Present Tense Bursts into the Reading Room

 

I was in grade school when I first wondered why fiction was written in past tense.

I’ve read countless fiction books- virtually all in written in past tense- that were vivid, captivating, and magical. But I find reading past tense is invariably like reading about an explosion long after the detonation site has been cleared and repaved. The facts have been gathered and analyzed, and are a matter of public record. But in present tense the fuse is still burning . .

Will the bomb explode?

All other variables being equal, present tense can connect the reader to the narrator more intimately than past tense can. And if written skillfully, reading present tense is reading about something as IT’S HAPPENING.

Some people dislike present tense because it’s faddish and annoying, like a toddler throwing a temper tantrum while wearing a Hannah Montana outfit. And some people LIKE present tense because it IS a toddler throwing a temper tantrum while wearing a Hannah Montana outfit. It’s real and uncertain and in your face. Faddish? Charles Dickens, Jay McInerney, Margaret Atwood, Albert Camus, Tom Robbins, Nick Hornby, Chuck Palahniuk, Michael Cunningham, Andre Dubus III, James Frey, John Updike, and Audrey Niffenegger all wrote best-selling novels in the present tense. Annoying? That’s up to each reader.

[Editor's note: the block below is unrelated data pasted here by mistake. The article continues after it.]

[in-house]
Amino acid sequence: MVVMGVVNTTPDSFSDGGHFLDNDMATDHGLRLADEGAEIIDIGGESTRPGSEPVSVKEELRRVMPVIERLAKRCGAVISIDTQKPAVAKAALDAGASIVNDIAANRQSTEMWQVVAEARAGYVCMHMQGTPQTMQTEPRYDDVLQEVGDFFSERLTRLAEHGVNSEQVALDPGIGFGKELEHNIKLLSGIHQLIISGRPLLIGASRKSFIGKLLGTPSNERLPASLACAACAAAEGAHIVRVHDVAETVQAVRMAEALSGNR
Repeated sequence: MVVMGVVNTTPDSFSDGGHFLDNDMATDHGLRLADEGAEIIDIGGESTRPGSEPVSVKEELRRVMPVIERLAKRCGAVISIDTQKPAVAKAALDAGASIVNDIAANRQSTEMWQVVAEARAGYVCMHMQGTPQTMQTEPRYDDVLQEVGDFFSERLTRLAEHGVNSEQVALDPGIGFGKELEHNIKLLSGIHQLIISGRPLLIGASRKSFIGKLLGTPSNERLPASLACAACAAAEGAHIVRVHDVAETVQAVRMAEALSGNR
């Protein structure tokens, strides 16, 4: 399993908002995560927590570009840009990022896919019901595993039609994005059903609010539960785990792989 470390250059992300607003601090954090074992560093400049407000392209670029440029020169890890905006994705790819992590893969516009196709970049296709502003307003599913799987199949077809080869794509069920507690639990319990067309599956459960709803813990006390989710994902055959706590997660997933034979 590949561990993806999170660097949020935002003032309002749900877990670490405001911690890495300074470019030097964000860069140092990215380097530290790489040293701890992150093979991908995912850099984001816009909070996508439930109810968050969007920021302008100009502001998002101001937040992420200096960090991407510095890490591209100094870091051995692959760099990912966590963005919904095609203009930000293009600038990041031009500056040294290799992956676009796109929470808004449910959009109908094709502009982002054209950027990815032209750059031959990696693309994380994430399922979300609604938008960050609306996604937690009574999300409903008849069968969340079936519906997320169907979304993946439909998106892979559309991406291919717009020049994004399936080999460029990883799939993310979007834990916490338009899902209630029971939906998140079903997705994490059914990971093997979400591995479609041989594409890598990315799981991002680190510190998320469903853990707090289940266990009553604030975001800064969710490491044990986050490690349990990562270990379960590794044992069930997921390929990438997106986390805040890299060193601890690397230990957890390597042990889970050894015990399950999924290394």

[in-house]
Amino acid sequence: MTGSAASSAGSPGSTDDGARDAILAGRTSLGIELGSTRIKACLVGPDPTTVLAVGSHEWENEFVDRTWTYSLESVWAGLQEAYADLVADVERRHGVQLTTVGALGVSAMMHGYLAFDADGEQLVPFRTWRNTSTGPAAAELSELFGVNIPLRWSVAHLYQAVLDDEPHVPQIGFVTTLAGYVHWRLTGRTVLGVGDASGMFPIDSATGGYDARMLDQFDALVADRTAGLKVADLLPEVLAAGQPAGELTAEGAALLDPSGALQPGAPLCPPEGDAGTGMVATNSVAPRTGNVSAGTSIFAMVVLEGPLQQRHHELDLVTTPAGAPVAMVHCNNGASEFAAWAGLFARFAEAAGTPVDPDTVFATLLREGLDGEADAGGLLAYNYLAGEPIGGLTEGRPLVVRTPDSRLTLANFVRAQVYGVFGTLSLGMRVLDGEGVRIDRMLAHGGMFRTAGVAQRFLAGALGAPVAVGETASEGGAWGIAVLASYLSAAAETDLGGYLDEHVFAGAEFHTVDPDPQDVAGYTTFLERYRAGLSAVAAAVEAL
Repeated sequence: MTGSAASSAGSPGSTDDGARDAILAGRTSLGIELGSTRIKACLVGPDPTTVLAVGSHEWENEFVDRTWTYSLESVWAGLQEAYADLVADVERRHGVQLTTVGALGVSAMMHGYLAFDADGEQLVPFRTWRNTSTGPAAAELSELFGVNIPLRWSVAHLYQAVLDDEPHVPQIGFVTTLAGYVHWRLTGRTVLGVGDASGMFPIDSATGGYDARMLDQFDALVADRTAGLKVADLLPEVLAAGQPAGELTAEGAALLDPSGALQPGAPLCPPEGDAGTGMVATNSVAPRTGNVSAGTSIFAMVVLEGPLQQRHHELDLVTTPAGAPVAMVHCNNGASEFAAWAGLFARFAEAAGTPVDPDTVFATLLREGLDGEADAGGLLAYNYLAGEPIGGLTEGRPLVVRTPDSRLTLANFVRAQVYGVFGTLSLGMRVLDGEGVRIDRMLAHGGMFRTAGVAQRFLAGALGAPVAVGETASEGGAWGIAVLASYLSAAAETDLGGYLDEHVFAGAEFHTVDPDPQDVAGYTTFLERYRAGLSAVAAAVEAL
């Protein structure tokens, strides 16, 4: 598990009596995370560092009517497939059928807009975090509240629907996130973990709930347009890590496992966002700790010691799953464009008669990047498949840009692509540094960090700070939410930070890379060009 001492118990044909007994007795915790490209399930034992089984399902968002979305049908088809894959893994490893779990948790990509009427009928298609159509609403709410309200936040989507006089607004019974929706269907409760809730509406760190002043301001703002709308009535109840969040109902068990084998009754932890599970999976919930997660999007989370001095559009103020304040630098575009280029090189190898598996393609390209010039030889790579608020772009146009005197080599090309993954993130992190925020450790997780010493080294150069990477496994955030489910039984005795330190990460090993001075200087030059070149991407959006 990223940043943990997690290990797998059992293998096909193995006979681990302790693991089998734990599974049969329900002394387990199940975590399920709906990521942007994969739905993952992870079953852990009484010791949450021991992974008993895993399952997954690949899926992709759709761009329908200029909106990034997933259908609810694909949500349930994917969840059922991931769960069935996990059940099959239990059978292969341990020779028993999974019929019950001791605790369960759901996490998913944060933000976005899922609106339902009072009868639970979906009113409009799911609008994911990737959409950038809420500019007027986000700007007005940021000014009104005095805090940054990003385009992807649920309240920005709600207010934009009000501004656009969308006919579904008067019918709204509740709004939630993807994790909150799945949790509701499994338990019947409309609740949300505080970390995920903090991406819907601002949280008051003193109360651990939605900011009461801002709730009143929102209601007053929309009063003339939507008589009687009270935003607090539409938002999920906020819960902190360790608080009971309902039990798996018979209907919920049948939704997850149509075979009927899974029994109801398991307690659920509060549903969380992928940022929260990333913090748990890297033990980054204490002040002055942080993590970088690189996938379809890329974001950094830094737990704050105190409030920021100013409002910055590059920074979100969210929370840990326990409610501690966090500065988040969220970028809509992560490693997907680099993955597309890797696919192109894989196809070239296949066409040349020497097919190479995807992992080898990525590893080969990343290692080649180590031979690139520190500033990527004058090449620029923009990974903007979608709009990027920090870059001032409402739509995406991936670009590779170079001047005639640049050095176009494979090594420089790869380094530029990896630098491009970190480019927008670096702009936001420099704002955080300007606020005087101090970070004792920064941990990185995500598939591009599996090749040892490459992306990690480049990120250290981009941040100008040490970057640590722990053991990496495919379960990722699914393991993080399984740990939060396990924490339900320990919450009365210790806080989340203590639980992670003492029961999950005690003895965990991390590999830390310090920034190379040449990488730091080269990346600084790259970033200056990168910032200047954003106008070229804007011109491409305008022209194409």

I write fiction in present tense because I find it perpetually fresh. It may be irritating, but trust me, your eyeballs will toughen up and soon you won’t feel the urge to blink and squint so much. It’s inevitable. SHEBAM ! POW ! BLOP ! WIZZ !

 

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4 Comments

  1. It’s an interesting topic, really.
    I used to only write in past tense. Practically everything I read (back then) was written in the past tense, and it seemed most natural.
    Now, however, I’ve just written 70K words in present tense, and I must say I’ve enjoyed it. While I still like the “traditional” past tense, there is something interesting about the present. I like the fact that you can simply (at least more easily) get to use more tenses than if your point of departure is in the past.

    Reply
  2. Yes, there is something interesting about the present tense. Past tense may be “comfortable” to read, but present tense has a live nerve running through it. I believe a skillful writer can sheath that nerve so that it remains live, but not raw.

    Reply
  3. I’m relatively new to writing fiction and have never considered using present tense. You make a great point, though. I’m going to start playing with it a bit and see what shakes out. Thanks for your post. All the best.

    Reply
    • Yes, present tense is fun to play with, especially when you’re so used to reading in past tense. Thank you for visiting, and good luck with the pre-emptive strike food staining. 😉

      Reply

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